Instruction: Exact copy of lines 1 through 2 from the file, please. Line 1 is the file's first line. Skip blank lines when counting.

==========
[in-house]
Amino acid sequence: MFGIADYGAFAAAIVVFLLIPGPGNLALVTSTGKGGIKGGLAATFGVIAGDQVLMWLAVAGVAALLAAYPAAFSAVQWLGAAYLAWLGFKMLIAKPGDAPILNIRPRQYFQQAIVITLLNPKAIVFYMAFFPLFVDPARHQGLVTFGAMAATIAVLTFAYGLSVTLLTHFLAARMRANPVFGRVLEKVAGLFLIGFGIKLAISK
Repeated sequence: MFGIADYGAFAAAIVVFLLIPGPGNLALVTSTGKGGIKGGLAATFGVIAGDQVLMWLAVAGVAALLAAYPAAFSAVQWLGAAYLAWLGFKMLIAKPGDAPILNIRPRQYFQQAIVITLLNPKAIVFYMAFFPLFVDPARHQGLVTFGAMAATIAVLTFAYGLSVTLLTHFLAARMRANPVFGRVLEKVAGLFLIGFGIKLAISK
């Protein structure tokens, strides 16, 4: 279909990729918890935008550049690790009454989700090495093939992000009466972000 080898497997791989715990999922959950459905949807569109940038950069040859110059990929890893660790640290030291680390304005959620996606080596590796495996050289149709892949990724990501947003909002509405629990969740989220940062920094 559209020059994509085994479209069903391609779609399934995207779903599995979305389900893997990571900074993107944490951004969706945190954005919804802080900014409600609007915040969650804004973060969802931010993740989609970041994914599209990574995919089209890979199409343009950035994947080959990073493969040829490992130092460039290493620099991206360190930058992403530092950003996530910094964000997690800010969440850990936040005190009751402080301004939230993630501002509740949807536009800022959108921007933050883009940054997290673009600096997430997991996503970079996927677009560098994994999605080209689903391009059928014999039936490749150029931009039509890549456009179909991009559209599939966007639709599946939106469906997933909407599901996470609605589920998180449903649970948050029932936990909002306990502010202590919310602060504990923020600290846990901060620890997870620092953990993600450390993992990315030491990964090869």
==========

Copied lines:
[in-house]
Amino acid sequence: MFGIADYGAFAAAIVVFLLIPGPGNLALVTSTGKGGIKGGLAATFGVIAGDQVLMWLAVAGVAALLAAYPAAFSAVQWLGAAYLAWLGFKMLIAKPGDAPILNIRPRQYFQQAIVITLLNPKAIVFYMAFFPLFVDPARHQGLVTFGAMAATIAVLTFAYGLSVTLLTHFLAARMRANPVFGRVLEKVAGLFLIGFGIKLAISK